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Nitrogen Bearing Minerals

OGKushman

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I am not an organic grower, I dont even use soil. :ignore:

That said, I am not sure of its use here, but here is a research project I did for a mineralogy class. I am cut and pasting from word 2003 so lets hope this works...








Nitrogen Bearing Minerals
Abstract
Nitrogen is the most common element on the earths surface today. It makes up almost 80 percent of the air we breathe. Nitrogen is released into the atmosphere when dead plants and animals decay. Nitrogen forms nitrates which are then used by plants for nutrition. There is no substitute for nitrogen in plant nutrition. It is a basic element of life for all plants and animals. Minerals that contain nitrogen are, somewhat, uncommon to find naturally. Most of these minerals easily dissolve in water and humid environments. Nitrates are most commonly found as efforfloresces on cave surfaces due to the bacterial action on bat guano and the rocks they come in contact with. Nitrogen containing compounds are used primarily for fertilizers for plants. Large battles have been fought by African tribes competing for these caves; along with the right to mine the nitrates for use in local farming.




Nitrogen Bearing Minerals
Introduction
Nitrogen
Nitrogen is more often found as the most abundant gas in Earth’s atmosphere. Seventy-nine percent of the Earth’s atmosphere is composed of nitrogen. The other twenty percent is oxygen and less than one percent of other gases like water vapor, CO2, and argon. Nitrogen was discovered in 1772 by Scottish physician Daniel Rutherford. Nitrogen occurs in all living things. It is a main ingredient in amino acids within the cell, is part of all neurotransmitters in all organisms, and is the main component of alkaloids; which are naturally occurring chemical compounds containing basic nitrogen atoms. Nitrogen as a gas is mostly non-reactive when added to chemical reactions. Nitrogen is not flammable; it is colorless, tasteless, and odorless (Shumann, 37). Nitrogen is a chemical element on the periodic that has the symbol N, atomic number 7, and atomic weight of 14.00674µ.(Wikipedia) Nitrogen is a nonmetal, with an electro negativity of 3.0. It has five electrons in its outer shell and trivalent in most compounds. The triple bond in molecular nitrogen (N2) is one of the strongest in nature. This makes converting nitrogen (N2) into other compounds very difficult and converting nitrogen compounds into elemental (N2) quite easy. At standard temperature pressure molecular nitrogen freezes at -210 Celsius into a hexagonal close packed system. Below -238 Celsius it assumes a cubic crystal form. Unstable allotropic forms of molecular nitrogen, like (N3) and (N4), that consist of two or more nitrogen atoms have been produced in the laboratory under extremely high pressures and temperatures. The result is a singularly bonded diamond crystal structure deemed “nitrogen diamond.”(mindat.org)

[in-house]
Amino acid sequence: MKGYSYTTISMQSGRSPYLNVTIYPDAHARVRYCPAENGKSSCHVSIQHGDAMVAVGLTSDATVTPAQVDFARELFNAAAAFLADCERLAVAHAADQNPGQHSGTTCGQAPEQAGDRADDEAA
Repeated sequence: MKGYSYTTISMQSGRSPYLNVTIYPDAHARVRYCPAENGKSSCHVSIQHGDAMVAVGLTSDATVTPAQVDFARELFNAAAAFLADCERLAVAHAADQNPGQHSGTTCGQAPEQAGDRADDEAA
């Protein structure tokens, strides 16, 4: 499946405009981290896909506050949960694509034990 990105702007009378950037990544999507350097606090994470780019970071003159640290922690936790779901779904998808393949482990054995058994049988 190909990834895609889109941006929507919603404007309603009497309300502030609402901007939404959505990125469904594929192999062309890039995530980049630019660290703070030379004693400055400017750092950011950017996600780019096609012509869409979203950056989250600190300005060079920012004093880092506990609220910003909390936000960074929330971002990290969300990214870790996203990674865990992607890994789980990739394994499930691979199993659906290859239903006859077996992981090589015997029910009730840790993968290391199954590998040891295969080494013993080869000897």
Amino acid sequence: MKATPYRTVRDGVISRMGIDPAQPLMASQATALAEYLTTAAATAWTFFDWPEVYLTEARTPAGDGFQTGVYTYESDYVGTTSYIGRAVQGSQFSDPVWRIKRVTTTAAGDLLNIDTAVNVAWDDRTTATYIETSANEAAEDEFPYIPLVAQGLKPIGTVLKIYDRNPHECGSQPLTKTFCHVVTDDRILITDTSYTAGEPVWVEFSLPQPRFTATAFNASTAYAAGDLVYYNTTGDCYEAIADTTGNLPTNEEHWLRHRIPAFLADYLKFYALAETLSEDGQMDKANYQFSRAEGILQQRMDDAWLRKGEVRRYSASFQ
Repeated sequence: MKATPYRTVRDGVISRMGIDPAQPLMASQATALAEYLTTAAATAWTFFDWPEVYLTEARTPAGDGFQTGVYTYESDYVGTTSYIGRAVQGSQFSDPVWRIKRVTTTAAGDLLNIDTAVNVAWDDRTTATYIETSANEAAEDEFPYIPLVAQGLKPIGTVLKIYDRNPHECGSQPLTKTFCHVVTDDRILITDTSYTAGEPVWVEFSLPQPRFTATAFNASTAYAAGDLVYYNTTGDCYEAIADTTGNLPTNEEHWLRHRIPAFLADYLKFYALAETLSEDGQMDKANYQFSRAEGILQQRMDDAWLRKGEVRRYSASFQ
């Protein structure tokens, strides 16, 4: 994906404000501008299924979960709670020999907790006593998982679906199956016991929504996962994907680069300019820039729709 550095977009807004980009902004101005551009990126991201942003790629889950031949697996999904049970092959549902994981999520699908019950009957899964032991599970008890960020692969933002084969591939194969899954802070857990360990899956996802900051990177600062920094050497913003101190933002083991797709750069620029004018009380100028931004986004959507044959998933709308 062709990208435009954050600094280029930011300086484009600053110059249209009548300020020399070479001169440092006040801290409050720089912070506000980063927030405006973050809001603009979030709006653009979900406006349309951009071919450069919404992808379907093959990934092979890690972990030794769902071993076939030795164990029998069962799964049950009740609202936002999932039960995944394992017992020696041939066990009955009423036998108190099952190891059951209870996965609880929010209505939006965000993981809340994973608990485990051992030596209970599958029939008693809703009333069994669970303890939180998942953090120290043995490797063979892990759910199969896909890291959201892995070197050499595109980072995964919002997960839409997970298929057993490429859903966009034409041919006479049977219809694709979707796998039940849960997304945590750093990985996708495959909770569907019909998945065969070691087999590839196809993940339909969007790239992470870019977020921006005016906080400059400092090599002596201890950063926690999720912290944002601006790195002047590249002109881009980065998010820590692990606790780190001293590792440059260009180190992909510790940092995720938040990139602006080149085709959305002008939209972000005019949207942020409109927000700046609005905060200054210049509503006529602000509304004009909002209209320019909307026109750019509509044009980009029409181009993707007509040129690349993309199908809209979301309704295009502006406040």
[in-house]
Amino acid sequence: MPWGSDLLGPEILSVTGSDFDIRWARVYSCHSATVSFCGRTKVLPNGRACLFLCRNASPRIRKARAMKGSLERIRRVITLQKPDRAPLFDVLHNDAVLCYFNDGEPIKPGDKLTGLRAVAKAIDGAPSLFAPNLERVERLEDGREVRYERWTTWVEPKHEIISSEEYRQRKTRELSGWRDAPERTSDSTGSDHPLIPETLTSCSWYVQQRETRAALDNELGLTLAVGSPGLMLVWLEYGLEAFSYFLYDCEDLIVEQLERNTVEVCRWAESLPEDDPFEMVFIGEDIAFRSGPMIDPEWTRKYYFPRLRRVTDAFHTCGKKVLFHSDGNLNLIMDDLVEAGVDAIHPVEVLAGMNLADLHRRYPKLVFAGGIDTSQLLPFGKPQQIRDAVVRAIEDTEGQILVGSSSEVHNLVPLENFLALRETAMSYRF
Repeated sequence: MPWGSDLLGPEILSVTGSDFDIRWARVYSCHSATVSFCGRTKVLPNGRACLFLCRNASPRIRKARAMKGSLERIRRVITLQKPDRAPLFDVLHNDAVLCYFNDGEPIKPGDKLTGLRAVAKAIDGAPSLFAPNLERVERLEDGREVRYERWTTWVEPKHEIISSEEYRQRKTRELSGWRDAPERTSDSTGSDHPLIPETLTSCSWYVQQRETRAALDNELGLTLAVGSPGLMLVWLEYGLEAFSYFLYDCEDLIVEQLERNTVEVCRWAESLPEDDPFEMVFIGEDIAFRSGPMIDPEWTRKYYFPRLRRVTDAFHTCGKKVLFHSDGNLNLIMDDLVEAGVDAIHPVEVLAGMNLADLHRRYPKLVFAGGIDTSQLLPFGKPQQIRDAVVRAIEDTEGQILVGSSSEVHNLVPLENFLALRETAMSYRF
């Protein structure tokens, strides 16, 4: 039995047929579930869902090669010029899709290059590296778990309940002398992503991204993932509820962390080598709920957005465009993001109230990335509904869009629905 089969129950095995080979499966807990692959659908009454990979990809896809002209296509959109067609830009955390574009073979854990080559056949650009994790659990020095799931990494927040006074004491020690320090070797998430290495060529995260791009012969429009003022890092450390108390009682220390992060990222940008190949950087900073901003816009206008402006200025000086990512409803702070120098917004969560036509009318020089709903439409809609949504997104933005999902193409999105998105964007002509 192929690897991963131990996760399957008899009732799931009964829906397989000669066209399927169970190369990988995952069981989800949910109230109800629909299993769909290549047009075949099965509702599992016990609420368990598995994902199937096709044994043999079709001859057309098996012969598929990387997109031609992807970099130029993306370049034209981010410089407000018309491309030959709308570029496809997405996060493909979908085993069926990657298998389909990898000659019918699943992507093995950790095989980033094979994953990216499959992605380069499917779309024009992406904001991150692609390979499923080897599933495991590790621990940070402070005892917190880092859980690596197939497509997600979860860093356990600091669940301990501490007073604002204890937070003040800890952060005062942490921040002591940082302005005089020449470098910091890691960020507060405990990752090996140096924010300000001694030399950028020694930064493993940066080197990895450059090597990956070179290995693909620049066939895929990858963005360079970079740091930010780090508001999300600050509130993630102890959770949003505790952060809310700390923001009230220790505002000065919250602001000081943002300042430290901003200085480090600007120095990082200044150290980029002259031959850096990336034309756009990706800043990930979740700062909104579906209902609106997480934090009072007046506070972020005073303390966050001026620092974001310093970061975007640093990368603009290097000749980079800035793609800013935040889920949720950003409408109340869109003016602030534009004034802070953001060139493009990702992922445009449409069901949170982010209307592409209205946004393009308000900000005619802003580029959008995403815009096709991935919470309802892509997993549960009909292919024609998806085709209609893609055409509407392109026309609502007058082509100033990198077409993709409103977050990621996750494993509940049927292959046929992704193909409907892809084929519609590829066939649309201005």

Nitrogen Cycle: